For example, when I lived in Brooklyn, there was a nearby hardware store which I knew was a black and female-owned family business, and I chose to go there for all my plunger and ook hook needs rather than Home Depot. Find the female plumbers, Muslim house painters, and Mexican-American contractors, and support them.
posted by Sara C. at 12:58 PM on November 10, 2016 [8 favorites]


I know of someone who, a few years ago when the debate raged here in WA state, always checked the prospective employees against the lists of donors to the various anti-gay-marriage organizations. He isn't gay but he said it was a part of his due diligence and said, according to his legal team, it was absolutely legal.

Political donations are also public record. Open Secrets is excellent for this, but the FEC also has a page.
posted by anastasiav at 12:59 PM on November 10, 2016 [5 favorites]


it just struck me that if someone asked me who i voted for before hiring me, i would likely decline any employment offer (unless i was desperate, i guess). might be something to bear in mind.
posted by andrewcooke at 1:18 PM on November 10, 2016 [7 favorites]


However, before we go much further, I need to let you know that I very strongly disapprove of Trump and do not want to hire people who support Trump. This is just my small way of protesting what happened in this election. So, can I ask you whether you voted for Trump in this election?"

A point I am not seeing made (above): Bald faced asking up front while simultaneously signaling what your intent is before they even answer can result in someone going "Oh, of course I did not vote for that rat bastard. No way in hell would I do so!" when they did, in fact, vote for him. And then charging you double or finding a far more expensive thing wrong with your plumbing than is actually wrong with it or otherwise finding some way to crap all over you in ways you might never discover and would be difficult or impossible to prove if you did become suspicious.

If you want to filter potential contractees, this is absolutely not the way to go about it. Some of the suggestions above for determining this more indirectly is far more sensible.
posted by Michele in California at 1:24 PM on November 10, 2016 [8 favorites]


What definitely is legal is looking at your state's voter registration public information, if your state requires people to claim their party affiliation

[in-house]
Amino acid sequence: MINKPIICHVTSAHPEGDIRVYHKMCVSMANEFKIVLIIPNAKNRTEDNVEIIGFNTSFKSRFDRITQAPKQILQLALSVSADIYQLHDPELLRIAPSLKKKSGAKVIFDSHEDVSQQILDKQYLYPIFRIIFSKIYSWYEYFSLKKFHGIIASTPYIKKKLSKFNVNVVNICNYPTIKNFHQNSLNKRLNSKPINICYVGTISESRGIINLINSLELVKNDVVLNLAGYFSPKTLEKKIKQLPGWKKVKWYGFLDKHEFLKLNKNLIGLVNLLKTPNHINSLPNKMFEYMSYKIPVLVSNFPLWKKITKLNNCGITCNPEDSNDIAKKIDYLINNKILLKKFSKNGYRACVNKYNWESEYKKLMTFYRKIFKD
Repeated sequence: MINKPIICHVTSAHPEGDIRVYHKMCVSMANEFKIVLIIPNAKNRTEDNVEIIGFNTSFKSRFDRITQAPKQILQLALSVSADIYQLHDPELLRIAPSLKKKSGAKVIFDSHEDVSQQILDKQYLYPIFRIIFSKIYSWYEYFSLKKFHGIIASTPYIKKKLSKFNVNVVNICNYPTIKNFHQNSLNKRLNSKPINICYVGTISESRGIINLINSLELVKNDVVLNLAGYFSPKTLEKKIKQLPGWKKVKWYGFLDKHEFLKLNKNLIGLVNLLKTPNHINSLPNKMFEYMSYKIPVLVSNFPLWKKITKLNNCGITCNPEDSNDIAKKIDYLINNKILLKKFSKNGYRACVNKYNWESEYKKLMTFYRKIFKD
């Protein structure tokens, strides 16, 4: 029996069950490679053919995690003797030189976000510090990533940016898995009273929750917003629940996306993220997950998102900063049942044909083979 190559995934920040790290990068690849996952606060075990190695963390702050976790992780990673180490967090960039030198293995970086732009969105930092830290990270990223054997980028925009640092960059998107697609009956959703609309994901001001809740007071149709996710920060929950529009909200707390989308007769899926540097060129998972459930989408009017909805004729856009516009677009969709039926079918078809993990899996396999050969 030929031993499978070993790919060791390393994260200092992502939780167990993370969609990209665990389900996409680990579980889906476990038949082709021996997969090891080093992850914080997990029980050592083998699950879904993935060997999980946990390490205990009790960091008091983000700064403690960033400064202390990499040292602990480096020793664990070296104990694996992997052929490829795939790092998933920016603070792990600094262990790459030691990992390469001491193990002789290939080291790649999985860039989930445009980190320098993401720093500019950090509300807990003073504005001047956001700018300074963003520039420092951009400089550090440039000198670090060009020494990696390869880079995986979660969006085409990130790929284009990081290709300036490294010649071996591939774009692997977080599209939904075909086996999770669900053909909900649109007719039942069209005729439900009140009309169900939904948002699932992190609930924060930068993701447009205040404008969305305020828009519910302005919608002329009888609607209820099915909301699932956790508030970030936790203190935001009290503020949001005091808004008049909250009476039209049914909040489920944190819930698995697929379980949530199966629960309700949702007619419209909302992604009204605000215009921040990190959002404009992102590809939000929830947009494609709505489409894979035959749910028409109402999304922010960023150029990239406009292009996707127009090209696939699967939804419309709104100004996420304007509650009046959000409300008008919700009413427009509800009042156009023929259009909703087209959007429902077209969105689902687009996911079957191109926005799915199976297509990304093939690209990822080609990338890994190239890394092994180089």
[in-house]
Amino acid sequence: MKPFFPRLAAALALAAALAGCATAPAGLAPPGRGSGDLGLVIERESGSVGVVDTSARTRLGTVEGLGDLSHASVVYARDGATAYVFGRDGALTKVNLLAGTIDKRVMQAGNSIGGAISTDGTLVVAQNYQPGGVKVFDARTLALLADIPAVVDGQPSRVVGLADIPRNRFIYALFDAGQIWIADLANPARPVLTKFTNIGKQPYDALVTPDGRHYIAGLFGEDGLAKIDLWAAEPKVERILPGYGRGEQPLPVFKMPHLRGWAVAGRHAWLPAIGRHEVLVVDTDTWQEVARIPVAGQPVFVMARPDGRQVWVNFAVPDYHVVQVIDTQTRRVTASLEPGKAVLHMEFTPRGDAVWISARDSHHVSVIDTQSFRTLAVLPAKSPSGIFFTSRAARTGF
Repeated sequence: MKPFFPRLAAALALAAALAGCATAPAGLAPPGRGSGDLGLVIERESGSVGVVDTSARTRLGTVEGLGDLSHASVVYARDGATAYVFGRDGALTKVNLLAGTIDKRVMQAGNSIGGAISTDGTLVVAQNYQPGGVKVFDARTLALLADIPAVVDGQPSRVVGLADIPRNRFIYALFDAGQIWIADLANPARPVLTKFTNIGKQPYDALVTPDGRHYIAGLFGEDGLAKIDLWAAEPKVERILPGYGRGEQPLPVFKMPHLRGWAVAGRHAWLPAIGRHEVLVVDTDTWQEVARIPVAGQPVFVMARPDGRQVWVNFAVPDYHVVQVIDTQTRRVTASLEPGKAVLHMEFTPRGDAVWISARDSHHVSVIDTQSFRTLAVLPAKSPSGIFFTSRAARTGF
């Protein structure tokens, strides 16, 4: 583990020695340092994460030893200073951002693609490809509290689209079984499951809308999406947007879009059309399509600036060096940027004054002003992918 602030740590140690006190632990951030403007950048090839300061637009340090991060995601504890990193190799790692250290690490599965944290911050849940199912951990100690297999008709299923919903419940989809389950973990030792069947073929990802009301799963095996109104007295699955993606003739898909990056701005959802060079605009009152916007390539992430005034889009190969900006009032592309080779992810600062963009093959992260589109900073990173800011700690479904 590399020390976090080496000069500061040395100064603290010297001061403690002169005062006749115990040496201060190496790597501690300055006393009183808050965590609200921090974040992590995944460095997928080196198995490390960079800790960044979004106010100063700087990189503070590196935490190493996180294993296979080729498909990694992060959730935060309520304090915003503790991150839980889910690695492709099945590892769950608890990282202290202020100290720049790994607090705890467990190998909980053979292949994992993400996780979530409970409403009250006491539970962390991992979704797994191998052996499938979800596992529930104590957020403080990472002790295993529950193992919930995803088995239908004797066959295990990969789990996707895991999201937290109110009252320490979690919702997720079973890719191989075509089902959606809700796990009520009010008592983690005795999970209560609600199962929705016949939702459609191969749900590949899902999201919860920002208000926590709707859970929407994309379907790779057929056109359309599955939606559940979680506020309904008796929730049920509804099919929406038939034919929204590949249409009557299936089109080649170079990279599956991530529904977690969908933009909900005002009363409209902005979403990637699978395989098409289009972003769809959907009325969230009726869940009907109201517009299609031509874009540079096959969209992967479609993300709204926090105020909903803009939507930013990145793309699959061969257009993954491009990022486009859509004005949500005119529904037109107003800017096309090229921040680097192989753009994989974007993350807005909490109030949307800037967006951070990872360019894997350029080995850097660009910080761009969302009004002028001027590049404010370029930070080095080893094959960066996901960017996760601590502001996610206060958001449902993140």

Love cooker girl, but this is a not-great plan because it would also weed out those of us who are pariahs within our own party for saying hell no to the fascist bastard. So legal, but ineffective.
posted by corb at 1:26 PM on November 10, 2016 [8 favorites]


I was always told (but I am not a lawyer) that discrimination against people of a certain political party is legal. This was a deliberate exclusion in Federal Discrimination laws because the US gov wanted to be able to discriminate against communists (or members of the Communist Party).
posted by unexpected at 1:43 PM on November 10, 2016


As mentioned, asking who they voted for isn't likely to be effective. A better approach is to talk about issues likely to identify their stance: the hassle so many immigrants have with keeping track of multiple 1099 forms, "I have a friend who works for Planned Parenthood in another state, and is worried about their job," you heard about a new Muslim book club meetup, you saw awesome tumblr pictures of a charming gay couple and their dog in matching tuxedos.

A worker who voted Republican this year could let those pass with, "well, that seems interesting." But it's more likely that they'll let you know they disapprove, even if it's with a polite "the immigrants are taking jobs away from me" or "I wouldn't be interested in a book club that's not even in English." (I am aware that a Muslim book club could be entirely in English.)That's an opening to discuss a bit more and find out where they actually stand on the issues.

If the contact is entirely through email, it's a bit more difficult to bring up topics as chit-chat, but there you have the option of throwing in a signature that hits some of the buzzwords: "Feminism is the radical notion that women are people" or "Black lives matter" are both likely to result in a deplorable just not answering the email contact.
posted by ErisLordFreedom at 3:46 PM on November 10, 2016 [1 favorite]


I'm a registered Republican specifically because I saw this man gaining ground and changed my registration to try to defeat him at the primary stage (it didn't work, but that's what I did). I think if you want to know who voted for him, you'll need to ask. And whether it's legal to discriminate based on the answer may depend on your state and local laws.
posted by decathecting at 7:21 PM on November 10, 2016 [2 favorites]


I saw a contractor with a Trump sticker on his van. I live in a very blue state. I think it can be as easy as looking at their car or hat.
posted by ignignokt at 8:53 PM on November 10, 2016 [5 favorites]